This is an update of George Bernard Shaw's "Pygmalion" that changes the genders of the main characters. Hannah Higgins attempts to turn blue-collar Boston beer vendor Elliot Doolittle into ... See full summary »
The Hollywood Memorial Park cemetery was run down and bankrupt. Tyler Cassity, a young visionary from St. Louis, bought it for a song. Not only did he renovate the cemetery (the burial ... See full summary »
When a previously unstable, now recovering high school junior begins to have ominous hallucinations of a girl identical to herself, she struggles to defend her sanity while trying to prove that what she's seen wasn't an illusion.
Kristen Wiig stars as Imogene, a failed New York playwright awkwardly navigating the transition from Next Big Thing to Last Year's News. After both her career and relationship hit the skids, she's forced to make the humiliating move back home to New Jersey with her eccentric mother and younger brother (Annette Bening and Christopher Fitzgerald). Adding further insult to injury, there's a strange man sleeping in her old bedroom (Darren Criss) and an even stranger man sleeping in her mother's bed (Matt Dillon). Through it all, Imogene eventually realizes that as part of her rebuilding process she must finally come to love and accept both her family and her Jersey roots if she's ever going to be stable enough to get the hell away from them. Written by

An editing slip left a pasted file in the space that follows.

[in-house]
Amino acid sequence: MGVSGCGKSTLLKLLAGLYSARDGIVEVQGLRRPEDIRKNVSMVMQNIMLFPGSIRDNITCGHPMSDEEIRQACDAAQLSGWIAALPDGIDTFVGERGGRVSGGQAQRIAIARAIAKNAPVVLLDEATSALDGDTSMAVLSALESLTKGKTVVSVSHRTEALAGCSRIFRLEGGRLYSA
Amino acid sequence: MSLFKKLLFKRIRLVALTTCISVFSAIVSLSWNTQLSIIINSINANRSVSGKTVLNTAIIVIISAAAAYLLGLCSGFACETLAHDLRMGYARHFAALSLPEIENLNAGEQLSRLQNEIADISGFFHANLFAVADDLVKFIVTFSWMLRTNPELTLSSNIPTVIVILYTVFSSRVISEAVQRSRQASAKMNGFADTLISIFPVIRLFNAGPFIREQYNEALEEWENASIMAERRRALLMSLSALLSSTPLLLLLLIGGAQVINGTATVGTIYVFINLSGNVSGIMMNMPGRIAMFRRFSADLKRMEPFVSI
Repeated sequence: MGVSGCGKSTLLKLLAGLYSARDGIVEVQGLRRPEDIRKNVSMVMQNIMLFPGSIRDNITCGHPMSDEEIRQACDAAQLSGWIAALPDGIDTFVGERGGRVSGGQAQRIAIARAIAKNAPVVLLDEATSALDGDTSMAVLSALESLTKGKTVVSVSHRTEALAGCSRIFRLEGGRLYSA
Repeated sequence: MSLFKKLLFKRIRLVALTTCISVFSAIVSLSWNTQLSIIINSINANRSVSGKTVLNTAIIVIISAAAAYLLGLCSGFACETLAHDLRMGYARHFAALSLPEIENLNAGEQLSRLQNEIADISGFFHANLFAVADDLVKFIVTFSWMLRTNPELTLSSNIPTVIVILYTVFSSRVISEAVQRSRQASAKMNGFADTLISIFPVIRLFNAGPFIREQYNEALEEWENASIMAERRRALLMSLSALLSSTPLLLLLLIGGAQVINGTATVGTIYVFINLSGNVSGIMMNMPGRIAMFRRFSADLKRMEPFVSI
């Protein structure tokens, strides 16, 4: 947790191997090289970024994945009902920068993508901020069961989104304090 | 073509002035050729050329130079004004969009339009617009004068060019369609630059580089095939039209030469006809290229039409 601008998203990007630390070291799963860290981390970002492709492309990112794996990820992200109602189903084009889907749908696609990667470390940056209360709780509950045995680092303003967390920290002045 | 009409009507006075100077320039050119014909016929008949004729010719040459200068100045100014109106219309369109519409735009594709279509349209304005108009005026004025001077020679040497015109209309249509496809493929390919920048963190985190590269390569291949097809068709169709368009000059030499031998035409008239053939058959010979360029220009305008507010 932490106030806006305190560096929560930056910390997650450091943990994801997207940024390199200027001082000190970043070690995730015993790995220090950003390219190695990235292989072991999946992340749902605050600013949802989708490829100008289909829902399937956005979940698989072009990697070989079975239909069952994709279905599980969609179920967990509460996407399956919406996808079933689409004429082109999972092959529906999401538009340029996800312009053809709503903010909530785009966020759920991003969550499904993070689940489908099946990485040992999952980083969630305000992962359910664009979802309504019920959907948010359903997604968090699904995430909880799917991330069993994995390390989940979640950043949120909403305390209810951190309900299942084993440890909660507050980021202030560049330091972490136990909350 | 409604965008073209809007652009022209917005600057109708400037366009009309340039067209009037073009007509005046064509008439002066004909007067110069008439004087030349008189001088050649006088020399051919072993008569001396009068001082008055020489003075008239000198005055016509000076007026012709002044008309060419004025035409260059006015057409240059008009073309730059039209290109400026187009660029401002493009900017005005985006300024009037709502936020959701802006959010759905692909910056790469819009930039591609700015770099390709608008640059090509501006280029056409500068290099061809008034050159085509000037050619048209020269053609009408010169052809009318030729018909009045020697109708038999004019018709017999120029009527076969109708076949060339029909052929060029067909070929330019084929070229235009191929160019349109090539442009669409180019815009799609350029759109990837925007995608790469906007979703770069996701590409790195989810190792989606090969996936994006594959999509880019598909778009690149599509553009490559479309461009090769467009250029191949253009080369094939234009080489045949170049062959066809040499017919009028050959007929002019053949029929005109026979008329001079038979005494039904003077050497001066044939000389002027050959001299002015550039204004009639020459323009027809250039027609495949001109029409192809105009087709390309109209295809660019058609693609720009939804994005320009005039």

Writer Michelle Morgan titled the screenplay "Imogene", the name of the lead character played by Kristen Wiig. It is a name she says she's loved since Imogene Coca, who she saw in "National Lampoon's Vacation". See more »
The Porsch that Imogene rear-ends has a 2012 registration sticker on the license plate. NJ stopped requiring registration stickers in 2004. See more »
What about your family?
Uhhm, I grew up in the Atlantic City area, near the beach, so...
Then every day was like summer, right?
No, every day was not like summer; every day was like being impaled with a blunt wooden object, over and over again.
See more »
I've never reviewed a movie here before, but I'm doing it because most of what I've seen online and in my local paper were at best tepid, if not downright negative. Frankly, it is a much better comedy of manners than "Bridesmaids" was-- that one relied far too heavily on the Judd Apatow gross-out factor. (As if proving that women could be as stupid as men is some kind of feminist triumph.) Wiig's skill-- and the terrific Annette Bening's, as well-- is to tread the fine line between comic sketch exaggeration and the rueful comedy in the human condition. One of the better comedies I've seen in awhile, and deserves spreading the good word.
40 of 51 people found this review helpful.
Was this review helpful to you?